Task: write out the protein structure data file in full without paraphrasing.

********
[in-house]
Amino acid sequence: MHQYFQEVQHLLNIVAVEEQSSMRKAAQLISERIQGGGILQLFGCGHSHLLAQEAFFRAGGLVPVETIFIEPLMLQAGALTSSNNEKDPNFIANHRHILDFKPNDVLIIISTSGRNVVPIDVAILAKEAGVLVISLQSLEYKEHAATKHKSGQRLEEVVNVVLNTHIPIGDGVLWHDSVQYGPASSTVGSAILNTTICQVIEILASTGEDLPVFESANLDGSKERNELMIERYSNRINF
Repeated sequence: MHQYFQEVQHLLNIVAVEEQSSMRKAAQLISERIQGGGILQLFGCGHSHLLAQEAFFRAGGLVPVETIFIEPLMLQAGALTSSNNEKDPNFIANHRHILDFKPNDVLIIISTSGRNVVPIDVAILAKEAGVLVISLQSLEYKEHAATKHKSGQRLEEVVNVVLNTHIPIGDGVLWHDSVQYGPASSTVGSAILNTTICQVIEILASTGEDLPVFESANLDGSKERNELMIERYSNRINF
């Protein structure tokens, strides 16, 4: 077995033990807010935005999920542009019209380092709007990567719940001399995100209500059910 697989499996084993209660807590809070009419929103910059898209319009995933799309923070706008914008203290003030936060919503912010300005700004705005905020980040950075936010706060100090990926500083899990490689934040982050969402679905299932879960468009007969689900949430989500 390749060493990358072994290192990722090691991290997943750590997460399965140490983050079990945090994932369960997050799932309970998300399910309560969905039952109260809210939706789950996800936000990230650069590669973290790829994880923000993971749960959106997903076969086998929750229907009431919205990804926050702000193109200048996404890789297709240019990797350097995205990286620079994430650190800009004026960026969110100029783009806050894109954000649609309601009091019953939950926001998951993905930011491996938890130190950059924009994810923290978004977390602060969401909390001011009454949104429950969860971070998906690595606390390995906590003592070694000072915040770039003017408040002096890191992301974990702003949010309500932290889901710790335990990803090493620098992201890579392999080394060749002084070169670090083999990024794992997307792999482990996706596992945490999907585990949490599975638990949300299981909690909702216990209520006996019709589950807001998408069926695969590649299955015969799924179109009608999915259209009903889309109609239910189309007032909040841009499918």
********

[in-house]
Amino acid sequence: MHQYFQEVQHLLNIVAVEEQSSMRKAAQLISERIQGGGILQLFGCGHSHLLAQEAFFRAGGLVPVETIFIEPLMLQAGALTSSNNEKDPNFIANHRHILDFKPNDVLIIISTSGRNVVPIDVAILAKEAGVLVISLQSLEYKEHAATKHKSGQRLEEVVNVVLNTHIPIGDGVLWHDSVQYGPASSTVGSAILNTTICQVIEILASTGEDLPVFESANLDGSKERNELMIERYSNRINF
Repeated sequence: MHQYFQEVQHLLNIVAVEEQSSMRKAAQLISERIQGGGILQLFGCGHSHLLAQEAFFRAGGLVPVETIFIEPLMLQAGALTSSNNEKDPNFIANHRHILDFKPNDVLIIISTSGRNVVPIDVAILAKEAGVLVISLQSLEYKEHAATKHKSGQRLEEVVNVVLNTHIPIGDGVLWHDSVQYGPASSTVGSAILNTTICQVIEILASTGEDLPVFESANLDGSKERNELMIERYSNRINF
């Protein structure tokens, strides 16, 4: 077995033990807010935005999920542009019209380092709007990567719940001399995100209500059910 697989499996084993209660807590809070009419929103910059898209319009995933799309923070706008914008203290003030936060919503912010300005700004705005905020980040950075936010706060100090990926500083899990490689934040982050969402679905299932879960468009007969689900949430989500 390749060493990358072994290192990722090691991290997943750590997460399965140490983050079990945090994932369960997050799932309970998300399910309560969905039952109260809210939706789950996800936000990230650069590669973290790829994880923000993971749960959106997903076969086998929750229907009431919205990804926050702000193109200048996404890789297709240019990797350097995205990286620079994430650190800009004026960026969110100029783009806050894109954000649609309601009091019953939950926001998951993905930011491996938890130190950059924009994810923290978004977390602060969401909390001011009454949104429950969860971070998906690595606390390995906590003592070694000072915040770039003017408040002096890191992301974990702003949010309500932290889901710790335990990803090493620098992201890579392999080394060749002084070169670090083999990024794992997307792999482990996706596992945490999907585990949490599975638990949300299981909690909702216990209520006996019709589950807001998408069926695969590649299955015969799924179109009608999915259209009903889309109609239910189309007032909040841009499918």